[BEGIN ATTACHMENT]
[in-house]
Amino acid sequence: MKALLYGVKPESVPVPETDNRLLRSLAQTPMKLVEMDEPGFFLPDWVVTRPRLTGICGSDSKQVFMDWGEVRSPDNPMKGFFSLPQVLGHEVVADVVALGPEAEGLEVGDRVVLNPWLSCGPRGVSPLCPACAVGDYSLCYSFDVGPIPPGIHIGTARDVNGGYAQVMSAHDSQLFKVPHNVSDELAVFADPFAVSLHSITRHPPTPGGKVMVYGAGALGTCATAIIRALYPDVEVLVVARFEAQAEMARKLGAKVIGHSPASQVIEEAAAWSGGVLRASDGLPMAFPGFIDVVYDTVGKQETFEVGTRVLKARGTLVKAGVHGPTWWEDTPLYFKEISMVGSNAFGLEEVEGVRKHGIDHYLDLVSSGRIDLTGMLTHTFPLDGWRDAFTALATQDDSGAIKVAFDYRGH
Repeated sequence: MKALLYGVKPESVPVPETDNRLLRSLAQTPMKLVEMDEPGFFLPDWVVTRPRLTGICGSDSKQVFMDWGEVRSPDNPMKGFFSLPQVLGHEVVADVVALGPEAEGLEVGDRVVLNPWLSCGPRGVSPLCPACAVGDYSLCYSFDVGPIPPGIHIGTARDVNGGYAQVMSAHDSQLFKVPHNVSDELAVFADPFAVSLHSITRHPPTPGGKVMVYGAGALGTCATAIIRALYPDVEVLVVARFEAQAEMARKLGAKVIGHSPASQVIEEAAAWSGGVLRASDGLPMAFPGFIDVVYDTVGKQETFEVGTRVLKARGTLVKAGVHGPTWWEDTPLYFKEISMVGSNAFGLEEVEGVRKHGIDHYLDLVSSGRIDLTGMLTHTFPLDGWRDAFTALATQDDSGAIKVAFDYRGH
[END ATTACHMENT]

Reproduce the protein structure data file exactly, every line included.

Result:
[in-house]
Amino acid sequence: MKALLYGVKPESVPVPETDNRLLRSLAQTPMKLVEMDEPGFFLPDWVVTRPRLTGICGSDSKQVFMDWGEVRSPDNPMKGFFSLPQVLGHEVVADVVALGPEAEGLEVGDRVVLNPWLSCGPRGVSPLCPACAVGDYSLCYSFDVGPIPPGIHIGTARDVNGGYAQVMSAHDSQLFKVPHNVSDELAVFADPFAVSLHSITRHPPTPGGKVMVYGAGALGTCATAIIRALYPDVEVLVVARFEAQAEMARKLGAKVIGHSPASQVIEEAAAWSGGVLRASDGLPMAFPGFIDVVYDTVGKQETFEVGTRVLKARGTLVKAGVHGPTWWEDTPLYFKEISMVGSNAFGLEEVEGVRKHGIDHYLDLVSSGRIDLTGMLTHTFPLDGWRDAFTALATQDDSGAIKVAFDYRGH
Repeated sequence: MKALLYGVKPESVPVPETDNRLLRSLAQTPMKLVEMDEPGFFLPDWVVTRPRLTGICGSDSKQVFMDWGEVRSPDNPMKGFFSLPQVLGHEVVADVVALGPEAEGLEVGDRVVLNPWLSCGPRGVSPLCPACAVGDYSLCYSFDVGPIPPGIHIGTARDVNGGYAQVMSAHDSQLFKVPHNVSDELAVFADPFAVSLHSITRHPPTPGGKVMVYGAGALGTCATAIIRALYPDVEVLVVARFEAQAEMARKLGAKVIGHSPASQVIEEAAAWSGGVLRASDGLPMAFPGFIDVVYDTVGKQETFEVGTRVLKARGTLVKAGVHGPTWWEDTPLYFKEISMVGSNAFGLEEVEGVRKHGIDHYLDLVSSGRIDLTGMLTHTFPLDGWRDAFTALATQDDSGAIKVAFDYRGH